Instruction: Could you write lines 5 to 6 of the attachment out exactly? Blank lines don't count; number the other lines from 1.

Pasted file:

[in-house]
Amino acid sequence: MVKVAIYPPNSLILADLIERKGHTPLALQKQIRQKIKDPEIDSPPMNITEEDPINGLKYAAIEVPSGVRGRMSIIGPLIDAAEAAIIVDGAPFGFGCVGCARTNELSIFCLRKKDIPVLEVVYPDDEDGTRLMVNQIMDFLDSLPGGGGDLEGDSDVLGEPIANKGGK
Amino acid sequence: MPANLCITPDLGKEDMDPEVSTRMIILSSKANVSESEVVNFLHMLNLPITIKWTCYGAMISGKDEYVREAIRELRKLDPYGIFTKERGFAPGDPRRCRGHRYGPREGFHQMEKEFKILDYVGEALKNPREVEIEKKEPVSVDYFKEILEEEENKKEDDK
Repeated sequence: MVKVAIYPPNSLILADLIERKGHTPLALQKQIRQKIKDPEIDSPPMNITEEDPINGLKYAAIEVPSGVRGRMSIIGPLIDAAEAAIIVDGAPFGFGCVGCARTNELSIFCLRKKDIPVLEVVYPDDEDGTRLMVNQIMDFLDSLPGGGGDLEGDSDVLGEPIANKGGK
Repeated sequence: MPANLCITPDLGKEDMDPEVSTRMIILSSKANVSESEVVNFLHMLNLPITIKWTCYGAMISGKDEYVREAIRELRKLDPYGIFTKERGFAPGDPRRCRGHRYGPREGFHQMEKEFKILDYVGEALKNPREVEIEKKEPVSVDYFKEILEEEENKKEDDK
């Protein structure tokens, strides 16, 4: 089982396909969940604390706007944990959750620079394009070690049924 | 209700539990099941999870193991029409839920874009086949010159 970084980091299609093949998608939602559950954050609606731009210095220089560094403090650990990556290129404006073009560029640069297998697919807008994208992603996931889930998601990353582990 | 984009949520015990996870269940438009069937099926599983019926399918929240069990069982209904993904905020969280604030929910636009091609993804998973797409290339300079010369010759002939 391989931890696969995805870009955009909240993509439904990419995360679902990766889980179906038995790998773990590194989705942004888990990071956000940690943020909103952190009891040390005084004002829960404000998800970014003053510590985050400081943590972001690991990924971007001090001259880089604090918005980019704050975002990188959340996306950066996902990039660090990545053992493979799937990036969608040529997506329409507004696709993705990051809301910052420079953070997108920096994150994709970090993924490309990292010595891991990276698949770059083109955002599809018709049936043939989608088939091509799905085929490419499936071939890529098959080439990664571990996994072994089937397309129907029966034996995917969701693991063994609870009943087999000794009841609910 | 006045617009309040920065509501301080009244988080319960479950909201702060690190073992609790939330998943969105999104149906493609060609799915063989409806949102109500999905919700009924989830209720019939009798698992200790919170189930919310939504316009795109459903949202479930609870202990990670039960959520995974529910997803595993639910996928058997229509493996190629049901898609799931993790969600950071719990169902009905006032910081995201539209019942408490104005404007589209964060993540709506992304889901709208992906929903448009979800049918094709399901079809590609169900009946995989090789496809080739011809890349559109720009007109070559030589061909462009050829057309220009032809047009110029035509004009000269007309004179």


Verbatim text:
Repeated sequence: MPANLCITPDLGKEDMDPEVSTRMIILSSKANVSESEVVNFLHMLNLPITIKWTCYGAMISGKDEYVREAIRELRKLDPYGIFTKERGFAPGDPRRCRGHRYGPREGFHQMEKEFKILDYVGEALKNPREVEIEKKEPVSVDYFKEILEEEENKKEDDK
């Protein structure tokens, strides 16, 4: 089982396909969940604390706007944990959750620079394009070690049924 | 209700539990099941999870193991029409839920874009086949010159 970084980091299609093949998608939602559950954050609606731009210095220089560094403090650990990556290129404006073009560029640069297998697919807008994208992603996931889930998601990353582990 | 984009949520015990996870269940438009069937099926599983019926399918929240069990069982209904993904905020969280604030929910636009091609993804998973797409290339300079010369010759002939 391989931890696969995805870009955009909240993509439904990419995360679902990766889980179906038995790998773990590194989705942004888990990071956000940690943020909103952190009891040390005084004002829960404000998800970014003053510590985050400081943590972001690991990924971007001090001259880089604090918005980019704050975002990188959340996306950066996902990039660090990545053992493979799937990036969608040529997506329409507004696709993705990051809301910052420079953070997108920096994150994709970090993924490309990292010595891991990276698949770059083109955002599809018709049936043939989608088939091509799905085929490419499936071939890529098959080439990664571990996994072994089937397309129907029966034996995917969701693991063994609870009943087999000794009841609910 | 006045617009309040920065509501301080009244988080319960479950909201702060690190073992609790939330998943969105999104149906493609060609799915063989409806949102109500999905919700009924989830209720019939009798698992200790919170189930919310939504316009795109459903949202479930609870202990990670039960959520995974529910997803595993639910996928058997229509493996190629049901898609799931993790969600950071719990169902009905006032910081995201539209019942408490104005404007589209964060993540709506992304889901709208992906929903448009979800049918094709399901079809590609169900009946995989090789496809080739011809890349559109720009007109070559030589061909462009050829057309220009032809047009110029035509004009000269007309004179």